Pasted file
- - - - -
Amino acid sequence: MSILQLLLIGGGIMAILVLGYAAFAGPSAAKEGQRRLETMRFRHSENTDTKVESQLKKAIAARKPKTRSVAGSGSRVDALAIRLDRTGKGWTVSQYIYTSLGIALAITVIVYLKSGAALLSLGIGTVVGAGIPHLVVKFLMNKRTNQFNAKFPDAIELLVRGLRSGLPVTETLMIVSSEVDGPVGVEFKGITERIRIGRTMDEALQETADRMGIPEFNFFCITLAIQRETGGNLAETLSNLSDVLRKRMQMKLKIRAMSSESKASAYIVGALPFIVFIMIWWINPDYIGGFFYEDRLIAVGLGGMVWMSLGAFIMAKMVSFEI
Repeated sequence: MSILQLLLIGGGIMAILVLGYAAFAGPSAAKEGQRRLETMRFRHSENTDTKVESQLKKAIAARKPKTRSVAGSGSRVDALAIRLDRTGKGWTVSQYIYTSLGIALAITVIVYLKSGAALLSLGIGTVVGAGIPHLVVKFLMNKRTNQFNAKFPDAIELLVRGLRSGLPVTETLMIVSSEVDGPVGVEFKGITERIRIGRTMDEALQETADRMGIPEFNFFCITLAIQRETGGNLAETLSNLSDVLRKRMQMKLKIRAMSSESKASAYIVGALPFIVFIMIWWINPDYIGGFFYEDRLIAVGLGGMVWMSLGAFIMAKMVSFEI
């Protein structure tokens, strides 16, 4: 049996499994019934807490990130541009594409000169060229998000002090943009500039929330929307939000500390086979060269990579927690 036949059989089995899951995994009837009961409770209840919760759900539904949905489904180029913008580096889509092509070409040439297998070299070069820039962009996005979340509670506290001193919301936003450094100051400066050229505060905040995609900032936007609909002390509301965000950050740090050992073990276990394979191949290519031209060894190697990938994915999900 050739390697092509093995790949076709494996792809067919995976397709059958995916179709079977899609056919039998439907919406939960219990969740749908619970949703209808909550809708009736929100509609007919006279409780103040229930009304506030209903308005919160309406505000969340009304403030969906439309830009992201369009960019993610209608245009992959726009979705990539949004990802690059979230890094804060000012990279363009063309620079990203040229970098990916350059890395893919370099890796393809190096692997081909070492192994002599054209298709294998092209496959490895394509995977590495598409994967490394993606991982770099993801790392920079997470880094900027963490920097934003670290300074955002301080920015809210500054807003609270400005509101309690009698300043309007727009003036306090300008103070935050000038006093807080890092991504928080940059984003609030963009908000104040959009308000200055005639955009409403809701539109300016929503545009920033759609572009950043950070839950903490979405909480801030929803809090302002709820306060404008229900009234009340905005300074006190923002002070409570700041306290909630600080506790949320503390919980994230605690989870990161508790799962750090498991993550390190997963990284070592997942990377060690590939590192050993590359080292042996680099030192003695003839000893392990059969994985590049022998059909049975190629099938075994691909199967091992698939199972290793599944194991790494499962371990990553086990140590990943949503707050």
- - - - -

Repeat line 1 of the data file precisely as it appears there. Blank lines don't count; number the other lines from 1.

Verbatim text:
Amino acid sequence: MSILQLLLIGGGIMAILVLGYAAFAGPSAAKEGQRRLETMRFRHSENTDTKVESQLKKAIAARKPKTRSVAGSGSRVDALAIRLDRTGKGWTVSQYIYTSLGIALAITVIVYLKSGAALLSLGIGTVVGAGIPHLVVKFLMNKRTNQFNAKFPDAIELLVRGLRSGLPVTETLMIVSSEVDGPVGVEFKGITERIRIGRTMDEALQETADRMGIPEFNFFCITLAIQRETGGNLAETLSNLSDVLRKRMQMKLKIRAMSSESKASAYIVGALPFIVFIMIWWINPDYIGGFFYEDRLIAVGLGGMVWMSLGAFIMAKMVSFEI